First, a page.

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If there is one truth in software development it is that change is constant. The best any developer can do is to isolate the things that change from the things that stay the same. At all levels of an architecture the fact that things will change must be taken into consideration. Change is an especially touchy issue in the world of Service Oriented Architecture (SOA). Service consumers depend on consistency from services so a change to a service contract can have consequences that ripple through multiple organizations and systems. Managing change is a challenge and comes at a very high cost.
If you are building and publishing your web services using Visual Studio and Windows Communication Foundation (WCF), then you've no doubt discovered several key issues with this approach:
Service clients are tightly coupled to the services. Often, a simple change in the service contract requires all service clients to be touched.
Versioning of services is difficult if not impossible. Service management is not centralized and there is no good way to view all the services currently running in an organization.
Service clients have a dependency on the service implementation being in place. Because of this, most often, the development of service clients cannot begin until the services themselves are implemented.
Together, these points make developing and keeping an enterprise SOA up and running difficult at best. There is no easy way to isolate service callers from changes in the services they depend upon. Luckily, there are products that can ease this pain. The Managed Services Engine (MSE) is a Community Technology Preview from Microsoft currently in its second release. The MSE addresses these issues through the use of service virtualization. Service virtualization is the addition of a new service façade layer on top of your existing services. This additional layer assumes control over the management of endpoints, policies, security, versioning, and all other non-implementation specific aspects of services. Software developer can once again concentrate on what they care about most, the service implementation. Simply put, the MSE separates the service interface from its implementation.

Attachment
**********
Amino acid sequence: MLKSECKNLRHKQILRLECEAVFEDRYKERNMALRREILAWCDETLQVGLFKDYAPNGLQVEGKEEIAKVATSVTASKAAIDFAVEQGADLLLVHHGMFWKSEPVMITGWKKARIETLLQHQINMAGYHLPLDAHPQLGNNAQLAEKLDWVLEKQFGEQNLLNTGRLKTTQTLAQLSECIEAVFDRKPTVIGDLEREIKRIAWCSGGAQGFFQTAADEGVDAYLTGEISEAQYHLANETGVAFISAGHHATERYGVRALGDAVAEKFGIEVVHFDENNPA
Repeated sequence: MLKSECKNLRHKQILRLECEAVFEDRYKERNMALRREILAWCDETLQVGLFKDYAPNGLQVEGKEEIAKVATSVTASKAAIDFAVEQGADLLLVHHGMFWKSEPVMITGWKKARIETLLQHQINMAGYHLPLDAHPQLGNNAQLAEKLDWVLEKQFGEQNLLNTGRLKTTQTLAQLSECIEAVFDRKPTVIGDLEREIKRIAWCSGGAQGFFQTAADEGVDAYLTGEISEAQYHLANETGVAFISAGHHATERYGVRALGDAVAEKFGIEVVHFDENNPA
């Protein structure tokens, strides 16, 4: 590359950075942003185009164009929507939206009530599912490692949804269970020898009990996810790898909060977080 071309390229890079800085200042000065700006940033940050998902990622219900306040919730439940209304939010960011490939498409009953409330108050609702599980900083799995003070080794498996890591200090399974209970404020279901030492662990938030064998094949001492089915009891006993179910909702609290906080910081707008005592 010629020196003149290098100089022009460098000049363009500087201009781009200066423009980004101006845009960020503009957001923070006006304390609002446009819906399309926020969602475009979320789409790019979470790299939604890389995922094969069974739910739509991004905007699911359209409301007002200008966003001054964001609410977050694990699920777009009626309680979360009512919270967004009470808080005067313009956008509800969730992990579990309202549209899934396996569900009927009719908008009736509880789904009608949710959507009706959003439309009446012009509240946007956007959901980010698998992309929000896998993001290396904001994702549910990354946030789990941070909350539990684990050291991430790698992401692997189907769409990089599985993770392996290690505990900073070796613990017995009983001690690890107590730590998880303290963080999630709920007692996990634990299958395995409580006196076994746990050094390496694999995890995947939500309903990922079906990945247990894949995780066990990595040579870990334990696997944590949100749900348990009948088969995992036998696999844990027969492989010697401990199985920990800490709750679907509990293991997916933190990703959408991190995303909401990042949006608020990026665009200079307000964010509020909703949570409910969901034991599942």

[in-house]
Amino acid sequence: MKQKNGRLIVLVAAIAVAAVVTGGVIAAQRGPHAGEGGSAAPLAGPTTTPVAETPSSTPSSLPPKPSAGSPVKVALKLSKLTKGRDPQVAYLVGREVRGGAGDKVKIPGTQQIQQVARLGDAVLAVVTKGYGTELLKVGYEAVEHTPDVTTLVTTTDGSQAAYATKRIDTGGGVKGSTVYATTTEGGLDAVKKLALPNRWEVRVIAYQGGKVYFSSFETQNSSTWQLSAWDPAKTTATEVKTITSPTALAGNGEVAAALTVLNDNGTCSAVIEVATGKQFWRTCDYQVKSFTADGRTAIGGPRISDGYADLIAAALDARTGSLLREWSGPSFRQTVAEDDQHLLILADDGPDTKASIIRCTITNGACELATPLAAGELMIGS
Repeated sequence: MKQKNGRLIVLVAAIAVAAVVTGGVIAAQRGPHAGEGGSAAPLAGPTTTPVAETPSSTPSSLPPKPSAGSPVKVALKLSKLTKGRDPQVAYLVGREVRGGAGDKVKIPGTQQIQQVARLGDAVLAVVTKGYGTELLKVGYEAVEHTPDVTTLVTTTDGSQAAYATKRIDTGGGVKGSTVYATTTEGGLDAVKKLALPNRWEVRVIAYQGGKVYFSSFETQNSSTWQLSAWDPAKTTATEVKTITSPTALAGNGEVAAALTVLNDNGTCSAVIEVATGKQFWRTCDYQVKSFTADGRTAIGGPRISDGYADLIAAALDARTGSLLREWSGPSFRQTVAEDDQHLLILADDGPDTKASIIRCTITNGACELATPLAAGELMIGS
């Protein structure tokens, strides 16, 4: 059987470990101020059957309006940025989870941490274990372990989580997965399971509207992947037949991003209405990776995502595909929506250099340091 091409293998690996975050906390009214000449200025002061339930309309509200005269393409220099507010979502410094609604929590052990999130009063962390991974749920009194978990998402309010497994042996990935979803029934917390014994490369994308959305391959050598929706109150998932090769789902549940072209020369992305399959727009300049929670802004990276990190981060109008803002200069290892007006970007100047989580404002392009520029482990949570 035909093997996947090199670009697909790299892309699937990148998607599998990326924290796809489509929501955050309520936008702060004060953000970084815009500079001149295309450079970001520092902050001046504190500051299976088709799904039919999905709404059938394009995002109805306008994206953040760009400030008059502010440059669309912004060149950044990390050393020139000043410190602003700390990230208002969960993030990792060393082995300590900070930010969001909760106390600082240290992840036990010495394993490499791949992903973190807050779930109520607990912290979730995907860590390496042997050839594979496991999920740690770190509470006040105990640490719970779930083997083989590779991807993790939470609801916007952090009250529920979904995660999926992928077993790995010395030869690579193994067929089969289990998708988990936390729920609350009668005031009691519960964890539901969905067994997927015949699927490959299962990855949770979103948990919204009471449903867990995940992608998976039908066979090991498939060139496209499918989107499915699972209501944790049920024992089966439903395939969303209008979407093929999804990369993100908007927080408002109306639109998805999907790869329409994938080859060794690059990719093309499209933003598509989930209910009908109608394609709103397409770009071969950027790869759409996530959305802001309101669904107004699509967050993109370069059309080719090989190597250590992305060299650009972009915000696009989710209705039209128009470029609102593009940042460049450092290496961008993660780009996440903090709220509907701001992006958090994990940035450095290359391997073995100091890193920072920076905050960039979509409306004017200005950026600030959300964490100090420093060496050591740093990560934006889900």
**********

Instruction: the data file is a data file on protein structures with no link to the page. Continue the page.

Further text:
A Few Words about Windows Communication Foundation
To understand the MCE, you need a grasp on some basic WCF concepts. When talking about services, there are two key components: a contract and an implementation. The contract defines the operations a service can perform and the data that can be passed to and received from those operations. The implementation is the actual code or business logic behind the service. The service consumer cares only about the contract, because the implementation is hidden behind the service contract.
In WCF, an endpoint is responsible for exposing a service implementation at a specific address. The actual service implementation does not (and should not) care about what protocol is being used to access it or how the message data will be formatted. A channel is the component that is responsible for knowing how to deal with a specific communication protocol or formatting type. A binding links a channel with a specific endpoint. In actuality, a binding represents a set of channels (a channel stack) which each, in turn, represent a specific communications mechanism such as HTTP. In this way, each endpoint can leverage a specific binding. For example, an endpoint might use the BasicHttpBinding, which utilizes the HTTP channel.